Steve dropped me off where he'd picked me up, and gave a ride to a hiker who needed to go to town -- "Chucky the Fish." Maybe I'll meet up with him and find out how he came by that trail name.
My hike started with a long, rocky climb, true bouldering. At least I was going up, not down. Up is much easier. That first mile took an hour.
Easy walking over deforested ridges after that (barren from zinc smelting, under restoration.) But I started feeling sick. I took a Pepcid which didn't help at all. All morning I kept up with my water but couldn't eat, except for the occasional ripe blueberry (already?)
|Ripening rarely and randomly, one at a time|
|Pretty, but "tick city"|
Then I started running low on water with 12 miles to go, and got dehydrated trying to ration it. I was looking for pools of water from last night's rain, but, nothing. I can filter water out of a puddle, if needed, with my Platypus Gravity Works filter. I prayed for water. It started raining. So, am I supposed to lick it off the leaves, or what? I actually did lick some off my umbrella.
|No water here....|
I was leapfrogging with a fellow named John. We came to the bottom of a descent and yay, there was a good-sized mud puddle! I can use that! I got out my filtering stuff and John walked on across the road, then yelled back, "Someone left water over here, in jugs!" Hallelujah!! Trail Magic! I ran for the jugs singing the Doxology.
Between feeling sick, having gotten behind on hydrating, the long climb at the outset, a shorter but no less taxing one after the water jugs, and a horrendously hot day, I was done in by 10 miles. There were 6 left to the next shelter but there was no way. I stopped at a sign directing to a spring, and there was John sitting on a log in a nice campsite. "You don't want to go down to the spring," he said. "It took me 45 minutes to go down and back." OK.... guess I'll keep rationing. Then John's friend Clark came along. Neither of the guys were sure they were staying, but Clark needed to top off his water, and offered me what he had left before he went to refill. More Trail Magic! It gave me plenty for the rest of the afternoon and the next morning.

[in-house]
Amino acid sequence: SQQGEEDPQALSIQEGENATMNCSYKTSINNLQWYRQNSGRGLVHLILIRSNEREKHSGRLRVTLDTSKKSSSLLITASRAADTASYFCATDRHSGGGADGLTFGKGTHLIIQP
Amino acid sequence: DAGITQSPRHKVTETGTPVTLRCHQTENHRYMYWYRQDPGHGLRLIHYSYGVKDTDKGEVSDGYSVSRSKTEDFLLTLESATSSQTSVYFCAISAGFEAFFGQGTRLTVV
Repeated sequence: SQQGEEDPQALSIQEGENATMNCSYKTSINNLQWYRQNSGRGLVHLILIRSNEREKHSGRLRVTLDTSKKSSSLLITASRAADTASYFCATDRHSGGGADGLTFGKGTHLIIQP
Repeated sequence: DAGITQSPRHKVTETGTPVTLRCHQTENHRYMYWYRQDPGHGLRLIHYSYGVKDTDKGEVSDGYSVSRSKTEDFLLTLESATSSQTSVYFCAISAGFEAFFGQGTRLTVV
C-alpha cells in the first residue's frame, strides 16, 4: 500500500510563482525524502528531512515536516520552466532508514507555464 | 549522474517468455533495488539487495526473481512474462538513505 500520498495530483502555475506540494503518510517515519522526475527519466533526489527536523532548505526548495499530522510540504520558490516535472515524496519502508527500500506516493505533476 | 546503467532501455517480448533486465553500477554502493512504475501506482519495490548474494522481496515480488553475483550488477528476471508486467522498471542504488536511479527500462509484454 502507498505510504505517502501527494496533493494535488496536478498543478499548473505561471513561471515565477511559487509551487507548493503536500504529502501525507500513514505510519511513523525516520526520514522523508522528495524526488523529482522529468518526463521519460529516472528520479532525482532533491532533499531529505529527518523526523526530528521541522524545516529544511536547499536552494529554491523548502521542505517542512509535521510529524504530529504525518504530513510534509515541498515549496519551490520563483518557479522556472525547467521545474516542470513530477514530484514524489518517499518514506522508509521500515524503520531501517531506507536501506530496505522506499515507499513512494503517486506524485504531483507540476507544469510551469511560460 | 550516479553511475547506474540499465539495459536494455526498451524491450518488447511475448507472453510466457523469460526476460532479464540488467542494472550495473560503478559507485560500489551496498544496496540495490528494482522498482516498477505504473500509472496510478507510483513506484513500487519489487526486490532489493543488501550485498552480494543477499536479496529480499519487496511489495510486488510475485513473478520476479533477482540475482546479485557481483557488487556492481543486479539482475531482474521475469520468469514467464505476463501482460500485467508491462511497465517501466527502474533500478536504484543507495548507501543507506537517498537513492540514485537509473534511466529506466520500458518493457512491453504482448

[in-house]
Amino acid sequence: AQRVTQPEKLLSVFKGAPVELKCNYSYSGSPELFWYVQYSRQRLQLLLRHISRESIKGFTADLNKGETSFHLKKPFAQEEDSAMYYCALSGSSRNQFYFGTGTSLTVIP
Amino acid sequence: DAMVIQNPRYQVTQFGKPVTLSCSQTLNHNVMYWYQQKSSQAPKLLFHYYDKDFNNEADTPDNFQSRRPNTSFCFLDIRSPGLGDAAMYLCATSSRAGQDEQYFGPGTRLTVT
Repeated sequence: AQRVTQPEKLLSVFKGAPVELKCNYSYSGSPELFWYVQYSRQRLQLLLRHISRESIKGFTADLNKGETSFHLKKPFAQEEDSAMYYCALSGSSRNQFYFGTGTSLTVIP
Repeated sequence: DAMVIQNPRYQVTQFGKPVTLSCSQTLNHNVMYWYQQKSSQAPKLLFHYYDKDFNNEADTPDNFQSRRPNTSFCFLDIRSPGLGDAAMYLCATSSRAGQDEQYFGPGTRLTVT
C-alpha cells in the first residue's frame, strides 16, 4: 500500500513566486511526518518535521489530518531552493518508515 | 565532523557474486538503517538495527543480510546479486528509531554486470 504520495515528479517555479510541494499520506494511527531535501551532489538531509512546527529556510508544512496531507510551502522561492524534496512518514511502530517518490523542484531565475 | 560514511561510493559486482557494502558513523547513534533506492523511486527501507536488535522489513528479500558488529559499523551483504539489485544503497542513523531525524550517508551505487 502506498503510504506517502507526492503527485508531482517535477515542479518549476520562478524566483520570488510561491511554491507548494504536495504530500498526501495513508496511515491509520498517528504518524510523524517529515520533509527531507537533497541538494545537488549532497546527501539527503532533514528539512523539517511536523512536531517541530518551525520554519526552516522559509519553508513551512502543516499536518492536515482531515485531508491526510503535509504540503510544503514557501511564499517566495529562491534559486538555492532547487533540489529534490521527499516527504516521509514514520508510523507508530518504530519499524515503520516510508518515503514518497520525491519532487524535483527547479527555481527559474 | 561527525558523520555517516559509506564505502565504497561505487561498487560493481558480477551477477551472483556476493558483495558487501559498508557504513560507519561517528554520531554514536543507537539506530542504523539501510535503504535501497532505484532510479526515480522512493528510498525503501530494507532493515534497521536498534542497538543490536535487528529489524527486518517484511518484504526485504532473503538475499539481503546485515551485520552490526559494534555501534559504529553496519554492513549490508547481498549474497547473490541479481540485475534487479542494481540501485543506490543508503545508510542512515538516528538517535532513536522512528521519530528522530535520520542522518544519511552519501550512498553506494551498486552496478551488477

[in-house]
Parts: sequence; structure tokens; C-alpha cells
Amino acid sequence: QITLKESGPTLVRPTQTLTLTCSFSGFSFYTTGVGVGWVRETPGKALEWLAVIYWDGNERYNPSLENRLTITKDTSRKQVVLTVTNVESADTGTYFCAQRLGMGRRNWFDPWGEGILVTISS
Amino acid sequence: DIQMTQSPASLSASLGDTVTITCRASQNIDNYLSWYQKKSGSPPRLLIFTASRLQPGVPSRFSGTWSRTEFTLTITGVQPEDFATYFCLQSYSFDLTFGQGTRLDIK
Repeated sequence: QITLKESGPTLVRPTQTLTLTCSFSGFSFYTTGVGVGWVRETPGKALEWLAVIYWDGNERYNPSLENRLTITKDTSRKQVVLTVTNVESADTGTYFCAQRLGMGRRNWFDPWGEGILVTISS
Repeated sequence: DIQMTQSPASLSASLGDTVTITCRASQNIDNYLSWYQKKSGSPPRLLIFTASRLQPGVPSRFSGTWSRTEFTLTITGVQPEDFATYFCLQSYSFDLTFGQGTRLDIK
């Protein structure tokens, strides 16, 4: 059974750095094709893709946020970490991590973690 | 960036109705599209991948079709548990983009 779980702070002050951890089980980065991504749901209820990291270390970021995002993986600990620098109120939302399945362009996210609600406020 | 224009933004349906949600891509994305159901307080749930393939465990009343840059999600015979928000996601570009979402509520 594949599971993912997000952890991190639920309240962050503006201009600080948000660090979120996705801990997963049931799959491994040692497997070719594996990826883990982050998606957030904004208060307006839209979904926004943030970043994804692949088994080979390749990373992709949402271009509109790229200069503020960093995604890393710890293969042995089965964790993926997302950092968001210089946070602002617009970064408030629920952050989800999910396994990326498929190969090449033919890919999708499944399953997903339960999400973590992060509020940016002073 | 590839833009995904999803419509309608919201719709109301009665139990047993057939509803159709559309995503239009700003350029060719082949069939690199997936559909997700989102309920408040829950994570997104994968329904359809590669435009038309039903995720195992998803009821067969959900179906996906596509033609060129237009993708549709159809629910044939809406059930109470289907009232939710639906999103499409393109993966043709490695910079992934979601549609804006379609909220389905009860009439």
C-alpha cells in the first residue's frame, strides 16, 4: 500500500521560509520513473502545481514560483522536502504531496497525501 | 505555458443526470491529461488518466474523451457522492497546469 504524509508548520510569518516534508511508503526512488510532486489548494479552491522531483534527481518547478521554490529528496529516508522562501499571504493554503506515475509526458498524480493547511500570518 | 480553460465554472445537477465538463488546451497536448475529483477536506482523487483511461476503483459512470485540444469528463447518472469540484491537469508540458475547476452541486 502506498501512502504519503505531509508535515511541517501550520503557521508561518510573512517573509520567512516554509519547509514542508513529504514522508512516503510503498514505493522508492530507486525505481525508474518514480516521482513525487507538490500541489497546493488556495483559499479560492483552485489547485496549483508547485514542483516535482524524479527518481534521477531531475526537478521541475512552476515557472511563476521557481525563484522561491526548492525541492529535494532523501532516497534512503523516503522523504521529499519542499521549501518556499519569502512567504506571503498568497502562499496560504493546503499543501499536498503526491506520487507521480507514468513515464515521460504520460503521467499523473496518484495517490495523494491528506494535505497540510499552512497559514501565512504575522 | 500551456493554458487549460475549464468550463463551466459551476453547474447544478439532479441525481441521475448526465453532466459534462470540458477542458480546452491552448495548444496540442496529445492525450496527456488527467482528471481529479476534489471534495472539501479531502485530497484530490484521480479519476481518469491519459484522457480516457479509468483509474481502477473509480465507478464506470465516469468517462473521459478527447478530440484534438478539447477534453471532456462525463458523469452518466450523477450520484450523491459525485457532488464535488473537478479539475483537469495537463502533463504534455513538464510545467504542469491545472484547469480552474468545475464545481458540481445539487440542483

The more I sat, the less I wanted to hike on. I found a place to hang my hammock and called it a day. John said, "Good call. You don't look good. That's why I didn't think you should go down to the spring." I made some chicken-rice soup and sipped it. It was actually good and made me feel better.
John and Clark both set up tents, just about in time to get out of a thunderstorm. I was high and dry in my hammock with its rainfly (a light tarp pitched over it.) It rained on and off during the night. I stayed dry but my gear was all damp.
THANK YOU, JOHN AND CLARK!!!
|Morning sun on the fire ring in our campsite -- John, you'll remember when I took this one. Clark was still in tent behind leaves on right.|
Another scorcher, hotter than yesterday. But I woke up feeling shaky but better and ate breakfast. I'd used most of the water Clark had given me but knew there was a spring a couple miles farther on. When I got there, John was waiting for me and we debated whether to go to the spring, which was supposed to be 0.3 miles down the mountainside, but someone had written on the sign, "0.6mi downhill." I decided to be the brave one today. Well. I should have taken my hiking poles down there. Rock scrambles. Scrapes. Bruises. A good spring, though, gushing. Climbed back up with water for myself and John. 45-minute round trip.